Okay! So, I’m on a refinishing jag! I had two projects that were “must-do” this winter––the redwood deck chairs and the front door. Well, I was able to salvage one of the red chairs and it is indeed beautiful. Now, it’s the front door’s turn.
I last did a really poor job in July 2020 during the Covid lockdown. The top coat of lacquer sagged in several places before it dried, and it had dripped at several corners. I was not pleased, but it looked good from a distance. Later, it got some red paint on it that I didn’t notice until it had dried. A year later, I gently taped a message to the door—mistake. The delivery person must have ripped it off because it took the top coat of finish right off in two places. And, by this winter, all the sanding done below the top coat of lacquer was starting to show through. Up close, it definitely looked bad.
Back in 2009, I refinished my front door the right way. I had it taken down and placed in the garage where I could place it on a table in a horizontal position. This way, the finish coats do not drip or sag. At that time, I took it down to bare wood on all the flat surfaces, re-stained it, and put three coats of lacquer on it. It was beautiful! I was so proud of it.
At that time, a neighbor who was involved in construction and had been involved with the conversion of my downstairs into an apartment, convinced me that I could refinish my door myself. And he just happened to have a door that could take the place of my door while it was being worked on. He changed out the doors and set it up for me in my second garage, which was not in use at that time. He loaned me his rotating sander and told me step-by-step what to do.
But he was not available to help me this time around. I discovered right away that you can’t just rent a temporary door, if you want to remove your front door for a couple weeks. So, I went to Restore and bought a used door of the right size. (They only had one—I really lucked out there!) And my renter’s son was able to get it to my garage. (It wouldn’t fit in my Camry! Solid wood doors just don’t bend.) Then he removed my front door and replaced it with the one from Restore. He had to so some chiseling to make the hinges fit, and he had to do a lot of adjusting when changing the locks, but he got it ready and working. I was so pleased.
He placed the door on the same table I had used back in 2009. I could take it from there.
TrueValue was the store I went to and bought all kinds of stuff, some of which I didn’t even know existed. I told the gal what I wanted to do and she helped me find everything she thought I could use. I got my own rotating sander and various grades of grit sanding disks. I got flexible foam sanding pads for the light sanding of the inner parts and the main design in the middle. I got tack rags for cleaning the sanded areas and paint brushes and rags for the staining process. And she threw in foam brushes for applying the top coats. I, also, got two lights to provide better lighting in the less-well-lit garage I’ll be using this time, and the necessary stain and varnish.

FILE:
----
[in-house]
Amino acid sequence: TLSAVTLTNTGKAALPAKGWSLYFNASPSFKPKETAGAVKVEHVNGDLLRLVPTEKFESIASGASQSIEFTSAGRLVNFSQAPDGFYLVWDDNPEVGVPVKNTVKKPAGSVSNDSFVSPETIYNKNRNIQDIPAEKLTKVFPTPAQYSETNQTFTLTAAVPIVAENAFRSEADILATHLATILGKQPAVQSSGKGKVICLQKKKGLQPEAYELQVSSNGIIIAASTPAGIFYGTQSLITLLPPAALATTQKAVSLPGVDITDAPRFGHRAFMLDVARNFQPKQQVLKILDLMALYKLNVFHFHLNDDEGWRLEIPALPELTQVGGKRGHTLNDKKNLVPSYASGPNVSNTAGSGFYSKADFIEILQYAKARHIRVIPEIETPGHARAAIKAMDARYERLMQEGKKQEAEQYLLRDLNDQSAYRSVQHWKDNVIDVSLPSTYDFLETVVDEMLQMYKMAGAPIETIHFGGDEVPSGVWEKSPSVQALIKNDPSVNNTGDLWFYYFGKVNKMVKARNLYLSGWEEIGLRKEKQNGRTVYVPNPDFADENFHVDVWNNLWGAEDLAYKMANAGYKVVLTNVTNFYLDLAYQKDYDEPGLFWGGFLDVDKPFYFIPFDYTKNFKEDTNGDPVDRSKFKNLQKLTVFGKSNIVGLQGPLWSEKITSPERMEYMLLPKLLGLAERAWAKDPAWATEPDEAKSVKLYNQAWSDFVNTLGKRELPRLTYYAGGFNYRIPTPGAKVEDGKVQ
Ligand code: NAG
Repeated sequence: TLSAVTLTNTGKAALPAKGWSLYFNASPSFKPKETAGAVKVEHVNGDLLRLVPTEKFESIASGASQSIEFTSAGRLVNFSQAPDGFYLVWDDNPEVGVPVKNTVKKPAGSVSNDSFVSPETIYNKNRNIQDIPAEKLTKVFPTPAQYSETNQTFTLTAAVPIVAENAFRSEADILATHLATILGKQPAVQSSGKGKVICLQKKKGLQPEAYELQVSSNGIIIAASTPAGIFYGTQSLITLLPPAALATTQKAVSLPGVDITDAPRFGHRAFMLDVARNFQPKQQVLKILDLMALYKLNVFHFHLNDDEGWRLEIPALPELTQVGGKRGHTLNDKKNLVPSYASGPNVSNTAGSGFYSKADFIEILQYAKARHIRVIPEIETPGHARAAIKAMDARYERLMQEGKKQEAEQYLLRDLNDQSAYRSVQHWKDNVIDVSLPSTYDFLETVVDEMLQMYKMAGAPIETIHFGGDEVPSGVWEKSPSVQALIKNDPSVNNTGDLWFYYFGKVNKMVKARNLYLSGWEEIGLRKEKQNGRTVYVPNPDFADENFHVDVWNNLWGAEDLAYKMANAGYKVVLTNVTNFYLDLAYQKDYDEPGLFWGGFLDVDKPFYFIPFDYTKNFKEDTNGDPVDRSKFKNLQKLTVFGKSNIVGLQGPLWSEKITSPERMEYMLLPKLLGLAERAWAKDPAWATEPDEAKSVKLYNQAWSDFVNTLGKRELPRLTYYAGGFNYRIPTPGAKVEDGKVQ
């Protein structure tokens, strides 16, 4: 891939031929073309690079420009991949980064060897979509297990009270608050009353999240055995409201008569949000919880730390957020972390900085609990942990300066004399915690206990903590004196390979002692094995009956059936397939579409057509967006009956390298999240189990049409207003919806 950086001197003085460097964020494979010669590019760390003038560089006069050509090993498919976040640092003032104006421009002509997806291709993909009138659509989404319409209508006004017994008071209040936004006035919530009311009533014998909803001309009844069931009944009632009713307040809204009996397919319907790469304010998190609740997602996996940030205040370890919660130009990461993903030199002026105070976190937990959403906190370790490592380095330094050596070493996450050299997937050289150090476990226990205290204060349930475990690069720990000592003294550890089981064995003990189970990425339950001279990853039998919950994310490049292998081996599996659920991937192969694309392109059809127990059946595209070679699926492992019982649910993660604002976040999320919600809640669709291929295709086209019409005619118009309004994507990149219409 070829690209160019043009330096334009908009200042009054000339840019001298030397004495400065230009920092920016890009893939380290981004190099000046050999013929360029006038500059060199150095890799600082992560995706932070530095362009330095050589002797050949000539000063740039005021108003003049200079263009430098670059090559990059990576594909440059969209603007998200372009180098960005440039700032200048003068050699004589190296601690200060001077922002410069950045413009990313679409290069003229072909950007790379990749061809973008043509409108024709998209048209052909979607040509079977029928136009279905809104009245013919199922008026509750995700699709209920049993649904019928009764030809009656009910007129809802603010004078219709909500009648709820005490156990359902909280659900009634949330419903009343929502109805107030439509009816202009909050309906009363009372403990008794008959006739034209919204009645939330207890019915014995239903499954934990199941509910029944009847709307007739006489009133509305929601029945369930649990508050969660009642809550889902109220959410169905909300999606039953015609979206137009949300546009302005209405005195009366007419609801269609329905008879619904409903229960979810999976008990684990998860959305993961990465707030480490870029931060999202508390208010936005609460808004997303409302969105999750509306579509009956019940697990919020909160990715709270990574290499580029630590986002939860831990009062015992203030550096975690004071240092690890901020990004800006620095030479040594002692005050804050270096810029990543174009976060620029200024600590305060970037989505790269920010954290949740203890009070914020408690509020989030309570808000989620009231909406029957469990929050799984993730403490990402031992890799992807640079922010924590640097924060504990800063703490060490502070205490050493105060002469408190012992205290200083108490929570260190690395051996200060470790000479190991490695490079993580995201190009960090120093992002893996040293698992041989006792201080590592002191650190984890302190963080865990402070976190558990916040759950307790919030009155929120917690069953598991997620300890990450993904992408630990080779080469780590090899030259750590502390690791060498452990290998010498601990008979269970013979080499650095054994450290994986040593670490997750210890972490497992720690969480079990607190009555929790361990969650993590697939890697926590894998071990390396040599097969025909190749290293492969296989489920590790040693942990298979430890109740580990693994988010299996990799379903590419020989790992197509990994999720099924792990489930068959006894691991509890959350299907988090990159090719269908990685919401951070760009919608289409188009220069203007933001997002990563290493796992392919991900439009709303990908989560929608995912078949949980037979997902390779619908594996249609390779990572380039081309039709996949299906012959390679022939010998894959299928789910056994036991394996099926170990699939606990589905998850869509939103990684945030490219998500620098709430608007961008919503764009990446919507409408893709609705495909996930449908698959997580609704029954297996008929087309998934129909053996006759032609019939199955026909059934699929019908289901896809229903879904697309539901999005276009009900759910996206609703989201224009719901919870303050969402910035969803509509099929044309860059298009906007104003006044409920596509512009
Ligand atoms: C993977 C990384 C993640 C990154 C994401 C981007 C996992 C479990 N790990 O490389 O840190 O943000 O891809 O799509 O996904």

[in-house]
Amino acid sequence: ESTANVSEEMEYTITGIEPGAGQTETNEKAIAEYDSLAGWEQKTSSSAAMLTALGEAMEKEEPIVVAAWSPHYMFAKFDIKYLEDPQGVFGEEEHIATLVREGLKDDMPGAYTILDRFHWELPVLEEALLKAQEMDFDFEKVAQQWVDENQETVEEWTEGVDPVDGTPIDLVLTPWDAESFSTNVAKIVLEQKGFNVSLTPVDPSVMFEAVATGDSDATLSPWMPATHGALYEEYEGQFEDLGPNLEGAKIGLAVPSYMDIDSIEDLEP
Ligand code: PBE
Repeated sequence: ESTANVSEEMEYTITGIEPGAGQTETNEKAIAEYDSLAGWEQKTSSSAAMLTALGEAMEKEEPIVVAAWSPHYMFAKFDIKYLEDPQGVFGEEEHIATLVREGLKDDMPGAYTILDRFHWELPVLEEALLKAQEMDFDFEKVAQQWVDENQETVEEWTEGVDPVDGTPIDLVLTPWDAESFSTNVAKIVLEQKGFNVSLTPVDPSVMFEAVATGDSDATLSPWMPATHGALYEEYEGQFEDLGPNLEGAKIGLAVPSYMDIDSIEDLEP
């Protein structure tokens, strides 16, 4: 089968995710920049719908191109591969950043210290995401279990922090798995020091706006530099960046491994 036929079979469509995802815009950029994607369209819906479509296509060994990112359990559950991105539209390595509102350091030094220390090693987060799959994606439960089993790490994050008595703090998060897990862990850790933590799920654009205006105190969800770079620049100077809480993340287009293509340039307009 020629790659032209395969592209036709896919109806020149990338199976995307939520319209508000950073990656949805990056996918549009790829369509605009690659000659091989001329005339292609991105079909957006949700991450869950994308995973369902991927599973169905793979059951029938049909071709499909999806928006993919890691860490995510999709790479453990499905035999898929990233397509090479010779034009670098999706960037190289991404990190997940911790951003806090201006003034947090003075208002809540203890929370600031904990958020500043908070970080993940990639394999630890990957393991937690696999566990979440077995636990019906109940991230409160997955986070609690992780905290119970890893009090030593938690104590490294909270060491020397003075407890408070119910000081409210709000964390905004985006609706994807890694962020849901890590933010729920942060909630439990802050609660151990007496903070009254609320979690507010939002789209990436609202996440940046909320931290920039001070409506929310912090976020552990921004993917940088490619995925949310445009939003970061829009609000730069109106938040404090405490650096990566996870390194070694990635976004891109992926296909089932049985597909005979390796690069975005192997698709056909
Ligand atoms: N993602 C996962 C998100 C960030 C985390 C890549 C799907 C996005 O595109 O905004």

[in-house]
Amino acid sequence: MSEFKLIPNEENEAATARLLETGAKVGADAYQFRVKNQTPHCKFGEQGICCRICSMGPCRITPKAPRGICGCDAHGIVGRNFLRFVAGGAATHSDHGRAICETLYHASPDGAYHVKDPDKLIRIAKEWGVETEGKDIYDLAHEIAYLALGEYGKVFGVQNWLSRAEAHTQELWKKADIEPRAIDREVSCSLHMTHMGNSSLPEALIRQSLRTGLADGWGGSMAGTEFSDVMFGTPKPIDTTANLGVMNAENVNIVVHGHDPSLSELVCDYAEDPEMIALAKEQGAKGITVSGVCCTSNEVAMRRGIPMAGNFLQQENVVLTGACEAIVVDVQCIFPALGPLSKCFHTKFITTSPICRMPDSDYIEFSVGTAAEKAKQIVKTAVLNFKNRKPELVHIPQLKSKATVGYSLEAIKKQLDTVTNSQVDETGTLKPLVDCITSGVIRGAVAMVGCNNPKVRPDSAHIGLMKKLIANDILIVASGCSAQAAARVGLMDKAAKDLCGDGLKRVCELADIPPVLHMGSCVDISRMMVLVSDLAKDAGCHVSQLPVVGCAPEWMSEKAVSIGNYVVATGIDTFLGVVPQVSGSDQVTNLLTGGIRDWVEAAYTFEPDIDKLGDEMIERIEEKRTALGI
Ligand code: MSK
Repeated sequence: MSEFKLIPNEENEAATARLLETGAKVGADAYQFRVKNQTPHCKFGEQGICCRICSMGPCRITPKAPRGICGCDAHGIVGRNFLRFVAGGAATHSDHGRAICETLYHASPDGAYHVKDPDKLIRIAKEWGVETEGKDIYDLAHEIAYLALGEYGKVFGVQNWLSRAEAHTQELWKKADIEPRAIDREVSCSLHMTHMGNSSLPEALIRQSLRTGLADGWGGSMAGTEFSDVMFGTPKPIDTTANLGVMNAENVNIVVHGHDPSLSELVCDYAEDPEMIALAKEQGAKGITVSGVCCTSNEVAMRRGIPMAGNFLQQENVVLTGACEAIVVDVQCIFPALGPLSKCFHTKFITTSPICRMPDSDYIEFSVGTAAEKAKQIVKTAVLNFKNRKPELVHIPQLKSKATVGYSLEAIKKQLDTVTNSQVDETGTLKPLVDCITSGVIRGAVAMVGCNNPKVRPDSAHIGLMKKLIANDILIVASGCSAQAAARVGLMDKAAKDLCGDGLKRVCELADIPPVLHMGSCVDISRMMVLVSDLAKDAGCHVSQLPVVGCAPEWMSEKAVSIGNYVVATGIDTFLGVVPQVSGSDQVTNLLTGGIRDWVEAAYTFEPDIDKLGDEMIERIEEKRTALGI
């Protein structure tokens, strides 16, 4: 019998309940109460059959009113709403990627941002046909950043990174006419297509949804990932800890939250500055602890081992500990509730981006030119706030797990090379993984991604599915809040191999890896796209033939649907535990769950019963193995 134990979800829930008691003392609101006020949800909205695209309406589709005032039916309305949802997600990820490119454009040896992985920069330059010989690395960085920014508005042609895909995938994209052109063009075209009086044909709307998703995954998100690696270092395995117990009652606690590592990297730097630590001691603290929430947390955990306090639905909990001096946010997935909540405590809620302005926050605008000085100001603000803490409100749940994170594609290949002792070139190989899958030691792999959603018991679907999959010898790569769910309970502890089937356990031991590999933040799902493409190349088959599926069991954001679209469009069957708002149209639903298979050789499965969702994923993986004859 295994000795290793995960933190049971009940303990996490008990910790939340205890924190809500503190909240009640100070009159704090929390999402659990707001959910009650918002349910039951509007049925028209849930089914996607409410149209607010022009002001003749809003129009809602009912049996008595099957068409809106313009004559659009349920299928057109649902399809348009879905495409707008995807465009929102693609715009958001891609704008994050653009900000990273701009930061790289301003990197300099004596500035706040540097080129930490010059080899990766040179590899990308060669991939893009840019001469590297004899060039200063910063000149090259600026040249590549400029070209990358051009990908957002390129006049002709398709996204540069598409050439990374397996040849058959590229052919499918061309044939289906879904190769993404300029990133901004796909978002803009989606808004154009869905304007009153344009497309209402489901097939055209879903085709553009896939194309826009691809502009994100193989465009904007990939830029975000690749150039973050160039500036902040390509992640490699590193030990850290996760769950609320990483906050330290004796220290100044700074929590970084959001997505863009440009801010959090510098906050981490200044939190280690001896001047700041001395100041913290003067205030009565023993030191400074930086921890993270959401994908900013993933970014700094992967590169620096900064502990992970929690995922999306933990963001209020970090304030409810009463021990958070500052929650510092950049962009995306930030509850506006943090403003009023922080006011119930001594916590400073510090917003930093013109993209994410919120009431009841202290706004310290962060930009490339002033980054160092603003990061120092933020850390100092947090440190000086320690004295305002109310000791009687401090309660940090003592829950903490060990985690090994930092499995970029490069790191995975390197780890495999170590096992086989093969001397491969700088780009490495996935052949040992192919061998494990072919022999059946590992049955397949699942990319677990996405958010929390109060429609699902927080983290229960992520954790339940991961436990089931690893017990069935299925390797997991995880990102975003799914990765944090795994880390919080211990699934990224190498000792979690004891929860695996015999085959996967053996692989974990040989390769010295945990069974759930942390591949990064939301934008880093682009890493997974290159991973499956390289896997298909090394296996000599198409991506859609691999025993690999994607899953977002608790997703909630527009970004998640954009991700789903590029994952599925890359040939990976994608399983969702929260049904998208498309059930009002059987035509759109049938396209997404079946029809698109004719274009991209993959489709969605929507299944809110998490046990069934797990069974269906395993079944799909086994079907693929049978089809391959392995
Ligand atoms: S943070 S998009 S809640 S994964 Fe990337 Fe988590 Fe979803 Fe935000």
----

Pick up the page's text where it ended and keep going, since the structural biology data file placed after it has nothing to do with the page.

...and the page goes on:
I was ready and had three days where I had to be nowhere.
In the morning on the first day, I moved my car out and positioned the table where I wanted it. I got out the rotating sander and read the directions; I figured out how to use it and attached the sanding disks. I took the lights out of their boxes and discovered “some assembly required.” (Some of my least favorite words.) But I figured it out and got them set up. With my goggles, mask, and gloves handy, I was ready.
After lunch, I geared up and began. The goggles kept fogging up, so I took them off, but kept mask and gloves on. I had the garage door open partially. It was cold—about 50 degrees. I got half of the flat places down to bare wood and took a break. Then I did the other half. Even though the sander had a collector for the dust that I emptied every 15 minutes or so, there was a noticeable layer everywhere. I finished with the rotating sander and swept the floor.
The second day, I got the vacuum and went over every inch of the door and then the floor and shook out or dusted lots of stuff. Then I did some hand sanding on all the flat areas and used the flexible sanding devices for light sanding on the inner areas and design in the middle that had not been taken down to bare wood. I really liked the flexible foam sander. Then I vacuumed the door again. Lastly, I took the tack rag to give a final cleaning. Now, I was ready to stain.
The third day, I did touch up staining on all the inner area and then did the rest in three stages, wiping away the excess stain before moving to the next stage. The directions said to wait two hours before applying a second coat. So, I stopped for lunch and other stuff. Then I did the second coat. I did all of it and then wiped away the excess.
I finished about 6 and then spent an hour in cleanup. This is not water-based, so out came the mineral spirits (aka thinner). Not fun, but it got the job done.
I will post this on Friday, but will not finish the door until Saturday. At that time, I have to leave 8 to 12 hours between the two coats. It has to be dry––not tacky–which the directions says will take about 8 hours. After 12 hours, it will require light sanding, which I want to avoid. So, I will get up at 6 and get the first coat applied with the foam brushes between 7 and 8 and then 9 to 10 hours later, between 6 and 7, I’ll apply the second coat—at least, that’s the plan. And maybe even a third coat very early the next morning.
I chose marine varnish because it is tough stuff and made for boats—the above water part. I’m hoping for a smooth and easy application with foam brushes––a new experience. I’ve never used foam brushes before. So, wish me luck. I’ll let you know how it turns out next week.